Mine water—Acid drainage removal[edit]

Constructed wetlands can also be used for treatment of acid mine drainage from coal mines.[9]

Designs[edit]

Vertical flow type of constructed wetlands

Design characteristics[edit]

  • Surface flow CWs are characterized by the horizontal flow of wastewater across the roots of the plants. They require a relatively large area to purify water compared to subsurface flow CWs and may have increased smell and lower performance in winter.
  • Subsurface flow CWs: the flow of wastewater occurs between the roots of the plants and there is no water surfacing (kept below gravel). As a result the system is more efficient, doesn't attract mosquitoes, is less odorous and less sensitive to winter conditions. Also, less area is needed to purify water—5–10 square metres (54–108 sq ft). A downside to the system are the intakes, which can clog easily, although some larger sized gravel will often bypass this problem. For large applications, they are often used in combination with vertical flow constructed wetlands. In warm climate, for organic loaded sewage, they require about 3.5 m2 / 150 L for black and grey water combined, with an average water level of 0.50 m. In cold climate they will require the double size (7 m2/150 L). For blackwater treatment only, they will require 2 m2 /50 L in warm weather.
  • Vertical flow CWs: these are similar to subsurface flow constructed wetlands but the flow of water is vertical instead of horizontal and the water goes through a mix of media (generally four different granulometries), it requires less space than SF but is dependent on an external energy source. Intake of oxygen into the water is better (thus bacteria activity increased), and pumping is pulsed to reduce obstructions within the intakes. The increased efficiency requires only 3 square metres (32 sq ft) of space per person, down to 1.5 square metres in hot climates.[1]

Plants and other organisms[edit]

Plants[edit]

Newly planted constructed wetland for blackwater treatment (Lima, Peru)
The large roots of this uprooted plant growing in a constructed wetlands indicate a healthy plant (Lima, Peru)

Although the majority of constructed wetland designers have long relied principally on Typhas and Phragmites, both species are extremely invasive, although effective. The field is currently evolving however towards greater biodiversity.

In North America, cattails (Typha latifolia) are common in constructed wetlands because of their widespread abundance, ability to grow at different water depths, ease of transport and transplantation, and broad tolerance of water composition (including pH, salinity, dissolved oxygen and contaminant concentrations). Elsewhere, Common Reed (Phragmites australis) are common (both in blackwater treatment but also in greywater treatment systems to purify wastewater).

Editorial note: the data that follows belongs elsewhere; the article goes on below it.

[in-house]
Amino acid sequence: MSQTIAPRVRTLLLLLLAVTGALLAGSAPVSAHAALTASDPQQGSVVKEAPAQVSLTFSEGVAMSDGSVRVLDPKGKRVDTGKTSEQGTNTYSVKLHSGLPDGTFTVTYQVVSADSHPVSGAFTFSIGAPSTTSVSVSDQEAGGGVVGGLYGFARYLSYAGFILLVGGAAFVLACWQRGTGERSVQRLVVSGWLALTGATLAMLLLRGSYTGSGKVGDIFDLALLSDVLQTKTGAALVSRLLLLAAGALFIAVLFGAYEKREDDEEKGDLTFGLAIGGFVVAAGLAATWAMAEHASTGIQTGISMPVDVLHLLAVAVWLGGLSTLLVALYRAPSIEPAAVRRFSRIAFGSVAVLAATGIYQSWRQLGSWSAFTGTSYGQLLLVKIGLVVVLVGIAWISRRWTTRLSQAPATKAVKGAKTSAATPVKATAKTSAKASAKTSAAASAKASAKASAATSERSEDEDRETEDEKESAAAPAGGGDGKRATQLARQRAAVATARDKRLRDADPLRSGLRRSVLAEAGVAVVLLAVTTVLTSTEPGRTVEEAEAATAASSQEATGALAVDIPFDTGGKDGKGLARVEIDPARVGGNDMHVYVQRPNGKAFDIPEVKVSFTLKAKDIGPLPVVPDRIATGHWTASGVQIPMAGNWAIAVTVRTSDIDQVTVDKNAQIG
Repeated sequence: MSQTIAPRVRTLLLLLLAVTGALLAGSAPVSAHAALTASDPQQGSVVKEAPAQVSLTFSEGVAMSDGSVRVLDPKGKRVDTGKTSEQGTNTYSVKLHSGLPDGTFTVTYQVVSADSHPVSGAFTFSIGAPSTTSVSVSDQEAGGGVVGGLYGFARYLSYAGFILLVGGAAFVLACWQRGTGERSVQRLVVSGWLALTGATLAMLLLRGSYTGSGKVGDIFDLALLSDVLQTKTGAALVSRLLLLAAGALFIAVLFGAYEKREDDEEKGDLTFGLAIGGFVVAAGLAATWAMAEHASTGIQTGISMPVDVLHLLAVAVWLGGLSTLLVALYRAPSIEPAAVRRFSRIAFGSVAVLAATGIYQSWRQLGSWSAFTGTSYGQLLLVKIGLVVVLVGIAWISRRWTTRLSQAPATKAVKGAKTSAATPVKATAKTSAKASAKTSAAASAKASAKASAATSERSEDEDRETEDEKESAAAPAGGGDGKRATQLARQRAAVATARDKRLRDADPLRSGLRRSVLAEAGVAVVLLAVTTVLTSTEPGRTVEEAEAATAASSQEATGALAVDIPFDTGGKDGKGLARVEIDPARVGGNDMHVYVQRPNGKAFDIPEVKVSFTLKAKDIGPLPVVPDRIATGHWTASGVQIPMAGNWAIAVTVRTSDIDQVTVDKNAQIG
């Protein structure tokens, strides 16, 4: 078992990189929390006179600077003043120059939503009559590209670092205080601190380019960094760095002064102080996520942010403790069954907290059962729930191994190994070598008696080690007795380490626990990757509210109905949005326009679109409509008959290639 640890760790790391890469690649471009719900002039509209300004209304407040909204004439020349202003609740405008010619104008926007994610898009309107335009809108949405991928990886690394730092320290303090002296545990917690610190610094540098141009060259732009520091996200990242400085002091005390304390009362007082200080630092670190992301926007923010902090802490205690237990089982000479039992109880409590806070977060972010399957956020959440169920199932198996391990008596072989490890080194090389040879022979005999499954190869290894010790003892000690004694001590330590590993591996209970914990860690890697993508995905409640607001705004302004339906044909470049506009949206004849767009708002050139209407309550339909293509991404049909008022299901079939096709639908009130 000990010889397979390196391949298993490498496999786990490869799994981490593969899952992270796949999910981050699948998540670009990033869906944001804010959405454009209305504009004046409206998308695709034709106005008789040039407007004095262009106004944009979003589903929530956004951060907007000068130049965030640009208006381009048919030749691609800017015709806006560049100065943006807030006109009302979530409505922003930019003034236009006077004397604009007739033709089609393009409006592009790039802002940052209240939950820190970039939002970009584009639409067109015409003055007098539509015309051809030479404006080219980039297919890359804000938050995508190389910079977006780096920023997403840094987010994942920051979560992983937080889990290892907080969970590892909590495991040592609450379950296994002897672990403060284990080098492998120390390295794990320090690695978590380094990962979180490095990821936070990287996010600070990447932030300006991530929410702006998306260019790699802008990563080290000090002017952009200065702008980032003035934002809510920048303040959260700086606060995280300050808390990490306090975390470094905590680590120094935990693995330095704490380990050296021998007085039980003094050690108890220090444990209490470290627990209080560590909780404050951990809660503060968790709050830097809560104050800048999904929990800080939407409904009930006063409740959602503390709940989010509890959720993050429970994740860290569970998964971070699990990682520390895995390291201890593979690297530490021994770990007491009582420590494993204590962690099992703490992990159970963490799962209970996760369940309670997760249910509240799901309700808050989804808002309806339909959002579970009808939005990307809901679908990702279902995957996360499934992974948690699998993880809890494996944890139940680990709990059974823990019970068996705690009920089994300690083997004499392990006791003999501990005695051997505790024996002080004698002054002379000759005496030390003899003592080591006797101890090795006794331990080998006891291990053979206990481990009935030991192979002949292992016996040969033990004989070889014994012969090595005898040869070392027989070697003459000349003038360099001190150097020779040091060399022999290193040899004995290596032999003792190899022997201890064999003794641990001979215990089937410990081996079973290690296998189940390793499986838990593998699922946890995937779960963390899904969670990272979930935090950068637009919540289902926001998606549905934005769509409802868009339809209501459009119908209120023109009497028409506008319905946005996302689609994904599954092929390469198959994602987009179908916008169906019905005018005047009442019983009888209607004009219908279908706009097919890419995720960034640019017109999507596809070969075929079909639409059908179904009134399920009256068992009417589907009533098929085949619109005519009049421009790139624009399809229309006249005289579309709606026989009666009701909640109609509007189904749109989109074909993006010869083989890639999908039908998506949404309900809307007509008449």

Plants are usually indigenous in that location for ecological reasons and optimum workings.

Fish and bacteria[edit]

A hybrid system using Flowforms in a treatment pond, in Norway.

Locally grown bacteria and non-predatory fish can be added to surface flow constructed wetlands to eliminate or reduce pests, such as mosquitos. The bacteria are usually grown locally by submerging straw to support bacteria arriving from the surroundings.

Costs[edit]

Since constructed wetlands are self-sustaining their lifetime costs are significantly lower than those of conventional treatment systems. Often their capital costs are also lower compared to conventional treatment systems.[10]

Society and Culture[edit]

History[edit]

Subsurface flow CWs with sand filter bed have their origin in Europe and are now used all over the world. Subsurface flow CWs with a gravel bed are mainly found in North Africa, South Africa, Asia, Australia and New Zealand.[1]

Examples[edit]

Australia[edit]

The Urrbrae Wetland in Australia was constructed for urban flood control and environmental education.

At the Ranger Uranium Mine, in Australia, ammonia is removed in "enhanced" natural wetlands (rather than fully engineered constructed wetlands), along with manganese, uranium and other metals.

See also[edit]

References[edit]

  1. ^ a b c d e f g h i j k l Hoffmann, H., Platzer, C., von Münch, E., Winker, M. (2011): Technology review of constructed wetlands - Subsurface flow constructed wetlands for greywater and domestic wastewater treatment. Deutsche Gesellschaft für Internationale Zusammenarbeit (GIZ) GmbH, Eschborn, Germany
  2. ^ a b Tilley, E., Ulrich, L., Lüthi, C., Reymond, Ph., Zurbrügg, C. (2014): Compendium of Sanitation Systems and Technologies - (2nd Revised Edition). Swiss Federal Institute of Aquatic Science and Technology (Eawag), Duebendorf, Switzerland. ISBN 978-3-906484-57-0.
  3. ^ a b Brix, H., Schierup, H. (1989): Danish experience with sewage treatment in constructed wetlands. In: Hammer, D.A., ed. (1989): Constructed wetlands for wastewater treatment. Lewis publishers, Chelsea, Michigan, pp. 565–573
  4. ^ Davies, T.H., Hart, B.T. (1990): Use of aeration to promote nitrification in reed beds treating wastewater. Advanced Water Pollution Control 11: 77–84. doi:10.1016/b978-0-08-040784-5.50012-7. ISBN 9780080407845.
  5. ^ a b Wetzel, R.G. (1983): Limnology. Orlando, Florida: Saunders college publishing.
  6. ^ Guntensbergen, G.R., Stearns, F., Kadlec, J.A. (1989): Wetland vegetation. In Hammer, D.A., ed. (1989): Constructed wetlands for wastewater treatment. Lewis publishers, Chelsea, Michigan, pp. 73–88
  7. ^ "Wetlands for Treatment of Mine Drainage". Technology.infomine.com. Retrieved 2014-01-21. 
  8. ^ Hedin, R.S., Nairn, R.W.; Kleinmann, R.L.P. (1994): Passive treatment of coal mine drainage. Information Circular (Pittsburgh, PA.: U.S. Bureau of Mines) (9389).
  9. ^ The Interstate Technology & Regulatory Council (ITRC) (2003): Technical and Regulatory Guidance Document for Constructed Treatment Wetlands.

External links[edit]